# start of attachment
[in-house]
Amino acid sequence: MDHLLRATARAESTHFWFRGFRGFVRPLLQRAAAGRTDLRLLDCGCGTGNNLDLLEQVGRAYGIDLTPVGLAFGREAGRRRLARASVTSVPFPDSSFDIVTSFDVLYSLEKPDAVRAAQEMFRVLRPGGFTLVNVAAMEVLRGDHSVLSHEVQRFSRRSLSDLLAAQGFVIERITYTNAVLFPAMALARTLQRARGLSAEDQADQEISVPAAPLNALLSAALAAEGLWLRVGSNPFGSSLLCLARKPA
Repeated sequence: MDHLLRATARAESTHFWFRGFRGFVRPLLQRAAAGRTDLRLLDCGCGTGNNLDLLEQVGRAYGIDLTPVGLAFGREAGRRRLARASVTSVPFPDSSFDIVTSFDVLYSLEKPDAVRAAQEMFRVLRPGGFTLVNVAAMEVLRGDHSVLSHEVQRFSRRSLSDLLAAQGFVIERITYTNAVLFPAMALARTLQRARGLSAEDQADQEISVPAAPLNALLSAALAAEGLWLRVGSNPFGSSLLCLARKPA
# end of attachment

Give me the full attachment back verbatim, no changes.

[in-house]
Amino acid sequence: MDHLLRATARAESTHFWFRGFRGFVRPLLQRAAAGRTDLRLLDCGCGTGNNLDLLEQVGRAYGIDLTPVGLAFGREAGRRRLARASVTSVPFPDSSFDIVTSFDVLYSLEKPDAVRAAQEMFRVLRPGGFTLVNVAAMEVLRGDHSVLSHEVQRFSRRSLSDLLAAQGFVIERITYTNAVLFPAMALARTLQRARGLSAEDQADQEISVPAAPLNALLSAALAAEGLWLRVGSNPFGSSLLCLARKPA
Repeated sequence: MDHLLRATARAESTHFWFRGFRGFVRPLLQRAAAGRTDLRLLDCGCGTGNNLDLLEQVGRAYGIDLTPVGLAFGREAGRRRLARASVTSVPFPDSSFDIVTSFDVLYSLEKPDAVRAAQEMFRVLRPGGFTLVNVAAMEVLRGDHSVLSHEVQRFSRRSLSDLLAAQGFVIERITYTNAVLFPAMALARTLQRARGLSAEDQADQEISVPAAPLNALLSAALAAEGLWLRVGSNPFGSSLLCLARKPA